Childhood · Nostalgia · Parenting · Stories · traditions

Come Sit Next to Me

My daughter, Zoey, and I stand inside the small entryway of our beloved neighborhood restaurant, Sylvie’s, waiting for the hostess to show up and seat us.

Zoey, in true six-year-old fashion, fidgets besides me, her tiny bones full of endless childhood energy. Yet in spite of my daughter’s movement, her hand stays nestled in mine, and as we watch the hostess round a corner and head our way, I feel a gentle, familiar tug on my fingers.

“Don’t forget to ask her,” Zoey whispers loud enough so I can hear over the din of the restaurant.

“Table for two?” the hostess asks.

“Yes,” I say, nodding. “But would it be possible for us to sit at a booth?”

The hostess smiles and tells us we are in luck. After leading us to a booth tucked away from the bustle of the room, she places our silverware and menus on opposite sides of the table in standard restaurant protocol and then leaves, telling us our server will be with us shortly.

I slide into the booth bench, but I don’t stop in the middle. I make my way toward the end, knowing what will happen next: Zoey hops up beside me, reaches across the table to turn her place setting around, and then finally settles down next to me, into the place she has rightfully claimed as her own. We spend our meal curved against one another, our conversation and giggles filling in the space around us with love and letting the rest of the world fade away.

Please click here to read the rest of this essay for Kindred Mom’s Around the Table series. I’m honored to be a Writer-in-Residence on the Kindred Mom team this fall!


coreyCorey is a writer, graphic designer, and mom to her amazing daughter, Zoey. Here at The Nostalgia Diaries, her goal is to simplify, enhance, and engage people’s lives by helping them focus on the most important things: remembering, appreciating, believing, and becoming. It’s all about celebrating the past to create better days today.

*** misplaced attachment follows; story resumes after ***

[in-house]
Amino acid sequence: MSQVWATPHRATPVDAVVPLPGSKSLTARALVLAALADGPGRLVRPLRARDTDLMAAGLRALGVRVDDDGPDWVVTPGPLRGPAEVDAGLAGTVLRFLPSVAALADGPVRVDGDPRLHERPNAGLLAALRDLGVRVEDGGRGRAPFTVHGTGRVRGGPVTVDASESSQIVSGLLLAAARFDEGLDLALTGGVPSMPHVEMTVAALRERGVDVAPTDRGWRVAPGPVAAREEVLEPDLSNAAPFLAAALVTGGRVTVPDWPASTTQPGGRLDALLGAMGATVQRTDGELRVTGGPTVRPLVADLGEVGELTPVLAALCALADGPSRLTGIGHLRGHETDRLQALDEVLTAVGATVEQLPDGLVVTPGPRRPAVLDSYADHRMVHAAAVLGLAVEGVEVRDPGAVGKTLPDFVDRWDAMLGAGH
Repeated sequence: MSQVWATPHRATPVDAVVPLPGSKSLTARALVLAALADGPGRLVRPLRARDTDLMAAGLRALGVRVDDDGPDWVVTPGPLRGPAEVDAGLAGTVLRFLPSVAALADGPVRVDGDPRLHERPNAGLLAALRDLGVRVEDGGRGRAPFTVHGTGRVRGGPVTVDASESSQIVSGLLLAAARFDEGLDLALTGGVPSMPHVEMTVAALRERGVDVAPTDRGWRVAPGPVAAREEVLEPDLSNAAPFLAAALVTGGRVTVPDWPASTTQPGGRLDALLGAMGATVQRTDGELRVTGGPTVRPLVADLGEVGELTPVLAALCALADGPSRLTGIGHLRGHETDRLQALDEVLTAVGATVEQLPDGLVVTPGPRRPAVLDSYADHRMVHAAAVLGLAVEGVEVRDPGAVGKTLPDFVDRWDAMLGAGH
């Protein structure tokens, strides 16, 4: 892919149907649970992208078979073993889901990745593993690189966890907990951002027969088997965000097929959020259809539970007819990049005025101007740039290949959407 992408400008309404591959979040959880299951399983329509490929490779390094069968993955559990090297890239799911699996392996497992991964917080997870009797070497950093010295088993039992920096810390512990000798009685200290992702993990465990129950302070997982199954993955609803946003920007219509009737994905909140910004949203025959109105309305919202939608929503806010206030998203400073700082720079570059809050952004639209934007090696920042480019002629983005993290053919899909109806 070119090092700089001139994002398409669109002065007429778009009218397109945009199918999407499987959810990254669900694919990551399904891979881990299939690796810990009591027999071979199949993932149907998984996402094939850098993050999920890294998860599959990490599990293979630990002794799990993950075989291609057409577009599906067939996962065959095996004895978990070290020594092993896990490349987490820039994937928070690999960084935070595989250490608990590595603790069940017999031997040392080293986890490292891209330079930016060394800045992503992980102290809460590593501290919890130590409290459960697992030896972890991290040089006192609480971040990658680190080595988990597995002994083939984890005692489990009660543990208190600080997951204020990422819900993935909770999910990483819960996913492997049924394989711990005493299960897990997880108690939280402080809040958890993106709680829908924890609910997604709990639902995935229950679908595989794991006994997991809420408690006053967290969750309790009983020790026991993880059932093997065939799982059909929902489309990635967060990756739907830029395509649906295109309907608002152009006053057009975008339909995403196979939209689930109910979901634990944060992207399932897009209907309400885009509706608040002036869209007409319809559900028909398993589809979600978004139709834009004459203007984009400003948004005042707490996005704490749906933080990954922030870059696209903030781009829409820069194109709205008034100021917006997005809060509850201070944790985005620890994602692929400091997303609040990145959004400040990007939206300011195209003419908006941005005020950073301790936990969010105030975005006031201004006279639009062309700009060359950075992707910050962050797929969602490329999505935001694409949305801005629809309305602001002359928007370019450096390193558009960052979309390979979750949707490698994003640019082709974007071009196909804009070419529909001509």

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At The Nostalgia Diaries, our goal is to help you simplify, enhance, and engage your lives by focusing on the most important things: remembering, appreciating, believing, and becoming. It’s all about celebrating the past to create better days today.

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family · Nostalgia · traditions

Week 1: New Beginnings | Everyday Nostalgia

nostalgia-diaries-sunrise

The second weekend of November felt like an Indian summer here in Colorado. It was 68 degrees outside, but there I was, sitting inside, decorating for Christmas.

I know, I know. That’s waaaaay too early. But before you start thinking I’m crazy, let me explain.

The past year brought a whirlwind of change, and the end of 2016 found me in uncharted territory. I was in a new place—physically, personally, and emotionally. I wasn’t sure what I was supposed to feel, but what I did know is that I felt a little lost.

Ultimately, I think I was craving a connection to my past, to myself, to the person I used to be.

So what better way to remember those things than to put Christmas up early? I had boxes of Christmas decorations filled to the brim with my childhood ornaments, full of wonderful, warm, nostalgic memories. And since Christmas is my favorite holiday, I thought this was a good idea.

begin-nostalgia-diariesAlthough I was excited to decorate, as I opened the boxes, I began to worry that this activity might leave me feeling, well, a bit…sad. Christmases were going to be different now. This Christmas my daughter Zoey wouldn’t be there to wake up in the wee hours on Christmas morning. I wouldn’t hear the pitter-patter of footsteps down the hall as she raced to the tree and her stocking, excited to see what Santa had brought. She’d be there in the afternoon of course, but I knew it just wouldn’t be the same. Divorce changes things, and I’d be lying if I said there weren’t a few tears shed on my part. No matter the circumstances, change like that is hard. Lamenting the loss of the familiar, the loss of traditions, is a natural reaction, right?

But anyone who knows me well enough knows that this little emotional pity party didn’t last long. Because what good does feeling sorry for yourself do?  We must Keep Calm and Carry On. We have to stay hopeful. We have to remember that things get easier. They get better. They turn into to new things. And new things? Well, they’re filled with so much wonderful hope and promise.

So I reached in a box and pulled out an ornament. Because when you don’t know where to start, you just have to begin.

Continue reading “Week 1: New Beginnings | Everyday Nostalgia”